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On a Collision Course with Sin

by Stephen Davey Scripture Reference: Proverbs 5:1–23; 6:20–35; 7

The lure of sexual sin is prominent and persistent in our world today, just as it was in Solomon’s time. The answer to such temptation has not changed. We need to take God’s warnings seriously, be always alert, take steps to guard ourselves, and lean on the Lord and His strength.


On a Collision Course with Sin

Proverbs 5:1-23; 6:20–7:27


Some time ago I read the news report of three young men driving home from a bowling alley in Tampa, Florida. Even though it was dark, they thought they had the right of way as they drove through an intersection. But the stop sign that should have been there had been stolen by thieves. A large truck slammed into the car, and all three young men were instantly killed.[1]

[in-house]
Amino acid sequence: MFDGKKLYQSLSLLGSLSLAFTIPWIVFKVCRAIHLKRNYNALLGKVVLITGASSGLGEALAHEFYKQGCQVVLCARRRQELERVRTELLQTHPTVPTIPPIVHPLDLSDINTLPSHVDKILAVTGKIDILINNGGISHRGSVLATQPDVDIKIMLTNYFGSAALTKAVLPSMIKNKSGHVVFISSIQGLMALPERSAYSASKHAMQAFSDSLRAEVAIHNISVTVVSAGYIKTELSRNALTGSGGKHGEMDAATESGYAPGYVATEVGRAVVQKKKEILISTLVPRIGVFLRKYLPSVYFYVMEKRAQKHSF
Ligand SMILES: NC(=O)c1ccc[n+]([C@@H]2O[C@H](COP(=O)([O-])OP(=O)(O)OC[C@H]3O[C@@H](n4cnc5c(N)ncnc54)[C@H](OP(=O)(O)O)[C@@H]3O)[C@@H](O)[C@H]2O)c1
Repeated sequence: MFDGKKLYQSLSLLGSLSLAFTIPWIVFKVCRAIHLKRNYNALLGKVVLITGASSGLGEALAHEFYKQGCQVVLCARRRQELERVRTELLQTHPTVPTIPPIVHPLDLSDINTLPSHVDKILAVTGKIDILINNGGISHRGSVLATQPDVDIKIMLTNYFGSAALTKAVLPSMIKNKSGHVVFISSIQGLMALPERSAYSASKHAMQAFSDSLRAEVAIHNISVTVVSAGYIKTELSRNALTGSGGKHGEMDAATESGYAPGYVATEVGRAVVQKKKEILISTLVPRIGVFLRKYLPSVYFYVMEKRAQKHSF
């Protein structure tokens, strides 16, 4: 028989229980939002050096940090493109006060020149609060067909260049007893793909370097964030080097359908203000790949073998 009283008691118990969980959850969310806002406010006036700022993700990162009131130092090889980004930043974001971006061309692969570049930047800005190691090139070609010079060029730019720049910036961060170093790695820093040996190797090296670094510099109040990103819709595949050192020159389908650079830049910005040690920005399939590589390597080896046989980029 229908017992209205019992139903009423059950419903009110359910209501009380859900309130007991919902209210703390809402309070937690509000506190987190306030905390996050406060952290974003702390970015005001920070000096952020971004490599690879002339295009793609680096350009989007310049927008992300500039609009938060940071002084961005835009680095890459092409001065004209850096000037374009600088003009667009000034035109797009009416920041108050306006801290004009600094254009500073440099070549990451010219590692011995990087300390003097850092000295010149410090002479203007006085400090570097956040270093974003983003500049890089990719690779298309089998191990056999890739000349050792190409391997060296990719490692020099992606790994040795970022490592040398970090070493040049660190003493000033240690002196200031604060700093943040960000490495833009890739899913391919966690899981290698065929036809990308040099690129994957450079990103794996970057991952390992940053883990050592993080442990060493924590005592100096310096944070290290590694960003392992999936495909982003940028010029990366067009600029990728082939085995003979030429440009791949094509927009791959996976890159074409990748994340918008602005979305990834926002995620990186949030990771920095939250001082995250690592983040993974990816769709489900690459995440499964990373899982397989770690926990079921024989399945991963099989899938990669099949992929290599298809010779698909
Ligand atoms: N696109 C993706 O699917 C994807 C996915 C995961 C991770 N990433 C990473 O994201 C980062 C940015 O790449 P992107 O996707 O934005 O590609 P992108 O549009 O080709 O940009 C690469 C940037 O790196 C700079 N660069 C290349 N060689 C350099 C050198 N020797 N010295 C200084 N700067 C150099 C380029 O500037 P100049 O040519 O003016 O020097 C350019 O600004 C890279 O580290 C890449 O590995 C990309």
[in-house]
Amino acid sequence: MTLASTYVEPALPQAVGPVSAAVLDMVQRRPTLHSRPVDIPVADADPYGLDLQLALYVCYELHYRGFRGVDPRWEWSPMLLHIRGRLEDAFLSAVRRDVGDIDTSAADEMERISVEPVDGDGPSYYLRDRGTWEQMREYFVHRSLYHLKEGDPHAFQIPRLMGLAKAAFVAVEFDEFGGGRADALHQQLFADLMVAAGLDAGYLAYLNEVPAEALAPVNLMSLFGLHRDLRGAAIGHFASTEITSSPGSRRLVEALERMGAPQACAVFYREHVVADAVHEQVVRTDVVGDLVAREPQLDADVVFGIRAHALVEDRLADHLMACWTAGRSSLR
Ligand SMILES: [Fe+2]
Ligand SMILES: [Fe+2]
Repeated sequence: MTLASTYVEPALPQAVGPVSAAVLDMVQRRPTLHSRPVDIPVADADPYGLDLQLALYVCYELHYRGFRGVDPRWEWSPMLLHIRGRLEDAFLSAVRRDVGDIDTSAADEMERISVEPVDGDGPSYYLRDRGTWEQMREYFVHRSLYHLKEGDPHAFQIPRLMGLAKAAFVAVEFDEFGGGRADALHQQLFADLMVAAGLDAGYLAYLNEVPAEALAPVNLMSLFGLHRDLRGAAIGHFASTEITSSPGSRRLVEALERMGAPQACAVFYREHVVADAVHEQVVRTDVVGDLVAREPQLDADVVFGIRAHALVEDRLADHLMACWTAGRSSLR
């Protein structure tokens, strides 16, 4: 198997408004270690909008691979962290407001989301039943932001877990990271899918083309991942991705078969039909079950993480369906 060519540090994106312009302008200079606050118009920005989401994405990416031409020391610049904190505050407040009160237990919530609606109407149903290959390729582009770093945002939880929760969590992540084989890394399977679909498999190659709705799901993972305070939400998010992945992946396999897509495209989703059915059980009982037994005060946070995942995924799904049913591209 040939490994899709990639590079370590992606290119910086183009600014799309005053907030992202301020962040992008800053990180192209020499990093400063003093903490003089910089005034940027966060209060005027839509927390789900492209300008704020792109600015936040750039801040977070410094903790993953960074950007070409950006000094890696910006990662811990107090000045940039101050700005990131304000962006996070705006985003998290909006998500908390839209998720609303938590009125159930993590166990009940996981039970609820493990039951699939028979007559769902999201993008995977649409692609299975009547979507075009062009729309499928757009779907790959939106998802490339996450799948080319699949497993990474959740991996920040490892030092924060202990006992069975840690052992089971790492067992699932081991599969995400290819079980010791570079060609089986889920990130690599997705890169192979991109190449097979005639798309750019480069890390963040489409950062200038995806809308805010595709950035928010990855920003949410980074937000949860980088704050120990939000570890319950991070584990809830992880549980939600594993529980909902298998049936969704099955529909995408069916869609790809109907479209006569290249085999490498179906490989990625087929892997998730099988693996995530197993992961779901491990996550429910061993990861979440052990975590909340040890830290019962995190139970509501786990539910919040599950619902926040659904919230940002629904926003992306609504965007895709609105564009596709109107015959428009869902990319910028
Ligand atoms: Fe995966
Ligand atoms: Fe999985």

Numerous articles indicate that stealing traffic signs is all too common and that the favorite sign to steal is the stop sign. When I read that, I couldn’t help but think that there is another kind of “stop sign” that is being removed, and the casualties are everywhere. Our world has removed the stop signs whenever and wherever sexual issues are encountered.

It seems to me that the stop signs are being replaced with “Speed Up” signs. Our world has even connected the word safe to sex outside of marriage. That is like some official going to the beach where sharks have been sighted and hammering up a sign that says “Safe Swimming” or someone posting a sign at a drainage ditch next to an industrial plant that says “Safe Drinking Water.” Beloved, there is no such thing as safe sin.